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And as summer nears, the prospects for Jersey-brewed craft beer are growing sunnier: Some of the opposition to the legislation has softened or gone away.
Despite that, the path isn't completely clear for New Jersey's craft brewers.
State lawmakers on Thursday are expected to take up the measure, A-1277, that would enable the state's beer drinkers to buy their favorite brewpub beers at packaged goods stores and buy beer directly from production brewers for on- and off-premise consumption. The Assembly's Law and Public Safety Committee is scheduled to meet at 2 p.m.
Essentially, the legislation would put New Jersey on par with its neighbors Delaware, New York and Pennsylvania, where brewers enjoy a freer hand as far as dealing directly with consumers and operating brewpubs.
For example, those states allow brewpubs to also be production breweries and sell beer through distributors. Think Sly Fox and Victory Brewing in Pennsylvania and Dogfish Head in Delaware. Production breweries in those states can also sell their tour guests full pints of beer.
New Jersey, however, restricts brewpubs to selling their beer only at their locations, and limits brewpub owners to owning only two establishments. Production brewers are now limited to giving guests who tour their brewery small samples; the current rules also restrict production breweries to selling up to two six-packs or two growlers to the public. Additionally, brewpubs cannot hold production licenses, and production brewers cannot also own brewpubs.
That's why, backers of the legislation say, New Jersey's behind-the-times regulatory climate could continue to cost the state business, tax revenues and jobs: If the rules are friendlier across the Delaware and Hudson, why open up in the Garden State?
As it did successfully back in March, when the legislation was heard by a Senate committee, the Craft Brewers Guild issued an action alert, calling on craft beer enthusiasts to reach out to members of Assembly committee and urge them to vote in favor of the bill. (See the accompanying chart of the committee members. Note the email addresses are not clickable.)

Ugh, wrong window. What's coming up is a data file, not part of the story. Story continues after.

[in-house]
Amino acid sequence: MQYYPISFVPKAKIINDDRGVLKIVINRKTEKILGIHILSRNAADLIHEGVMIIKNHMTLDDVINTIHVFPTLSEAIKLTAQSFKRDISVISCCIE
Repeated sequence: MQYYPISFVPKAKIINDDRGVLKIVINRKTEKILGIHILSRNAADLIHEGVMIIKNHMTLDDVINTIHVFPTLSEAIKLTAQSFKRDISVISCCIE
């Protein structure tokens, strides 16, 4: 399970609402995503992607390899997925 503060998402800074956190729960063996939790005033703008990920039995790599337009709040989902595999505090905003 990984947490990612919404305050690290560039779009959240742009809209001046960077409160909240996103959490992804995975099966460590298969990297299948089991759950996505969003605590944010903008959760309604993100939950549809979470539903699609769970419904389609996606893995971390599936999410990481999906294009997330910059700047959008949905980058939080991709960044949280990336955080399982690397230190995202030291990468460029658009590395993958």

“By Wednesday, June 6th, please contact members of the Assembly Law and Public Safety Committee to let them know you support the legislation as a craft beer consumer and ask them to vote yes on the bill,” the guild's action alert says.
If the committee approves the measure, it would advance to the full Assembly. (The Assembly speaker would decide if and when to post the measure for a full vote. The same thing applies in the Senate; the Senate president decides on when a full vote would be held.) If the measure is approved by both houses of the Legislature, it would then go to Gov. Chris Christie for his consideration.
Christie has shown some support for craft beer and the state's craft brewing industry, issuing a proclamation last year to acknowledge American Craft Beer Week, and this year signing a bill that freed homebrewers from an obligation to get a permit to make beer in their backyard.
The guild's action alert doesn't come without some concerns.
The Senate version of the measure cleared that chamber's Law and Public committee with a unanimous vote on March 5, but not before a parade of opponents – lobbyists for alcoholic beverage retailers, restaurants and the state's beer wholesaler organization – appealed to the panel to vote it down.
The wholesaler organization has since been appeased by some craft brewer give-backs (i.e. no self-distribution for brewpubs) and is no longer standing in the way. Meanwhile the industry group that represents alcoholic beverage retailers in New Jersey has also softened its opposition, forgoing objections it made in March.
However, the state's restaurant association continues to oppose the legislation, specifically allowing production breweries to sell pints to people who stop by for tours. It's quite likely the restaurant group will renew its opposition before the Assembly committee. But it's unlikely the guild is going to give up that part of the legislation.
During the March 5 Senate committee hearing, opponents complained the measure would further what they call an erosion of the three-tier system, the regulatory system for alcoholic beverages that inserts a layer – i.e. wholesalers – between brewers (distillers and vintners, too) and consumers as a way to prevent producers from directly marketing to consumers and controlling markets.
Guild members pointed out that the three-tier system was designed to prevent large producers from muscling out smaller ones, thereby lessening competition.
In the decades since the 1933 demise of Prohibition – the three-tier system was born out of repeal of the 18th Amendment to the US Constitution – the wholesale network has come to favor the big producers (think of the mega brewers) at the expense of smaller ones.
In the era of craft brewing, guild members say, that circumstance has translated into unfairly choking off small producers' access to markets.
Additionally, the guild argued that exceptions to the three-tier system have been made throughout the country as a way to restore some kind of a balance in the marketplace.
*Edits made to update original post.